Even a small drywall patch manages to stir up a substantial amount of dust in your house. But a renovation project can cover your entire home in dust if the contractor fails to utilize an effective dust remediation procedure. None of it is convenient for the homeowner, but with dust control measures in place and the end goal in mind, dust can be minimized and almost entirely avoided during home renovations.
When shopping for the best general contractor for your remodel or home addition, always ask how they plan to control dust. If the contractor hems and haws about it because dust-control will add to the cost of the project, either plan to deal with the dust yourself or think about crossing that contractor off your list. Although the efforts to keep the rest of your house as dust-free as possible requires extra equipment, time, effort and materials, allowing dust to float freely could cost you more in the end. What should you expect a good remodeling contractor to do?
Cover the Floors
The contractor will choose a dedicated door to the outside where they can make as many of the material cuts as possible. The floor where construction crews will be working should be covered and protected from all the foot traffic to prevent grinding construction dirt and dust into it.
Seal the Doors
All doorways not used for the crew should be sealed with thick plastic and painter's tape to prevent the dust from seeping through the cracks. Any open doorways need to be draped and sealed, as well. The door the crew is using should be double sealed with zippered access on each sheet of thick plastic.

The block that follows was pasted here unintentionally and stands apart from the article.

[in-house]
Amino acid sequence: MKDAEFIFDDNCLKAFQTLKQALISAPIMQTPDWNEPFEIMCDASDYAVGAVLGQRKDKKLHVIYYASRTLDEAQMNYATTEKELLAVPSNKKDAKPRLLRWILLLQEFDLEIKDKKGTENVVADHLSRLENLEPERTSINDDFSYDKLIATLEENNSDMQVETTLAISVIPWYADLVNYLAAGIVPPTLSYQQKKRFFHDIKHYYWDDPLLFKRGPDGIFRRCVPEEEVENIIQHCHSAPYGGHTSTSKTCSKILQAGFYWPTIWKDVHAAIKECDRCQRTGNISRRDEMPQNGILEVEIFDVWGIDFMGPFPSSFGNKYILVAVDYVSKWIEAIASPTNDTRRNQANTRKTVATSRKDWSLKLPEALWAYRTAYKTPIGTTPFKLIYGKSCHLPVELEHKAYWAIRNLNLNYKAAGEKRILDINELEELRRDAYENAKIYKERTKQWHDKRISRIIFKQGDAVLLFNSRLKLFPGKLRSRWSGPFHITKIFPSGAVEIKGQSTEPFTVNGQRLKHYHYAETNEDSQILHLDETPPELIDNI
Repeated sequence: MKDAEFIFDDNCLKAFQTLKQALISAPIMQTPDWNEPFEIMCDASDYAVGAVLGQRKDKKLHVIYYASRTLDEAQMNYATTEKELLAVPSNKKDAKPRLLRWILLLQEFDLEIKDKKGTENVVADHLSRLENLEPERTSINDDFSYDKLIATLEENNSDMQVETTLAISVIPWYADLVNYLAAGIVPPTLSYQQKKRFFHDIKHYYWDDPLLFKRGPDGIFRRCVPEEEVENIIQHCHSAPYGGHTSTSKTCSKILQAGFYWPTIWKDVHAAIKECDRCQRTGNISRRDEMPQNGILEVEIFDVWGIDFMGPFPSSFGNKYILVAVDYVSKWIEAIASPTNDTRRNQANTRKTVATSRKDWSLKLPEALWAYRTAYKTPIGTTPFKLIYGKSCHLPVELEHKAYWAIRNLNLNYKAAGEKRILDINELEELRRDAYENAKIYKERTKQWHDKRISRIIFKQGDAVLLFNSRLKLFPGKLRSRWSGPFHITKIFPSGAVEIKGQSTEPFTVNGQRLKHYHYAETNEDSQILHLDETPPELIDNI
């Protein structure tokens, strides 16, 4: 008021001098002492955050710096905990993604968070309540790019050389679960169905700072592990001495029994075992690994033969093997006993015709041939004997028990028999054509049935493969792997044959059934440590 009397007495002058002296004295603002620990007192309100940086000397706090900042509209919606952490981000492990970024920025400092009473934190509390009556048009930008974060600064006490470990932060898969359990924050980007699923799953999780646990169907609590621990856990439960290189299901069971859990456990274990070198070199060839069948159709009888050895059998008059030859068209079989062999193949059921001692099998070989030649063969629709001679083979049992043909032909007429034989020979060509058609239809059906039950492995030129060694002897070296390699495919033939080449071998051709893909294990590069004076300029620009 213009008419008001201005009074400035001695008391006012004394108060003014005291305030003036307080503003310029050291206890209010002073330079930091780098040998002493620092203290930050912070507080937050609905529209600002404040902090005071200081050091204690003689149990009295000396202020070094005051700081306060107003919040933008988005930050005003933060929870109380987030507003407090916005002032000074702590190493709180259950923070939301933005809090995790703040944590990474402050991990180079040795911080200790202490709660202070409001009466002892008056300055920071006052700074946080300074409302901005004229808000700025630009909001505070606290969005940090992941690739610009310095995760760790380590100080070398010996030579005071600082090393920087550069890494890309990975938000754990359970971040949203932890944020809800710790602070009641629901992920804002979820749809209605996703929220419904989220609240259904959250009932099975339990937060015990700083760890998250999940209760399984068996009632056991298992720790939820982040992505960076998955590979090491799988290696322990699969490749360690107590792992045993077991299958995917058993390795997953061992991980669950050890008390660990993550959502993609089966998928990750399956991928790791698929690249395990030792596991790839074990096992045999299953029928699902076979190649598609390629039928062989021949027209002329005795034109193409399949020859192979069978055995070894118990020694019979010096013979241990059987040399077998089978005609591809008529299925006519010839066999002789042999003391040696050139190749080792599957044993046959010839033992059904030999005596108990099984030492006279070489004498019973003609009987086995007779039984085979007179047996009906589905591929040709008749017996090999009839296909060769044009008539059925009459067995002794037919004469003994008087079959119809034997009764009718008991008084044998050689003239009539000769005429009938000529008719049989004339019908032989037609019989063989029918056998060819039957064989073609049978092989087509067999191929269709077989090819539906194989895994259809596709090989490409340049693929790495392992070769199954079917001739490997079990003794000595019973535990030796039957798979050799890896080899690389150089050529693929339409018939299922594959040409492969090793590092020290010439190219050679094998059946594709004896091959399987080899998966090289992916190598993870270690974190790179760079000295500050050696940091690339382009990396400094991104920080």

Seal the Vents
Sealing the heating and cooling vents, including the return air vent, could be tricky if you need to run your furnace or air conditioner during the project. Closing vents and blocking return air ducts can stress your central HVAC system significantly. But the only way to keep the dust from getting into the duct work and being blown everywhere else is to seal the vents, too. Be sure to discuss this thoroughly with your chosen contractor and work out a feasible plan if you can't do without your heat or air conditioning. If you have no other option but to keep it running, you'll need to change the filter weekly.
Create Negative Air Pressure in the Construction Zone
Once the room in question is sealed off, the contractor should install a box fan in a window facing outward and seal all around the fan. When running, the fan creates negative pressure in the room so that when the crew enters and exits, the air gets sucked in and is prevented from billowing out.
Use Power Tools With Attached Vacuums
An option for contractors is to equip their work crews with drills, saws and sanders that have built-in vacuums to capture the dust on the spot. However, these tools come with hefty price tags, so not all crews will have them.
Use the BuildClean® Dust Control System
The BuildClean® dust control system is a unique vacuum device manufactured specifically for indoor construction. It's patented design can keep 90 percent of the construction dust contained. No good general contractor should be without one!
While conscientious crews might keep 90 percent of the construction dust out of the rest of the house, you'll still need to contend with that leftover 10 percent. Take sensible measures to cover your floors and as much furniture and fixtures as possible. Also, plan on having a complete post-construction cleaning performed. You can contract this as part of the project or on your own.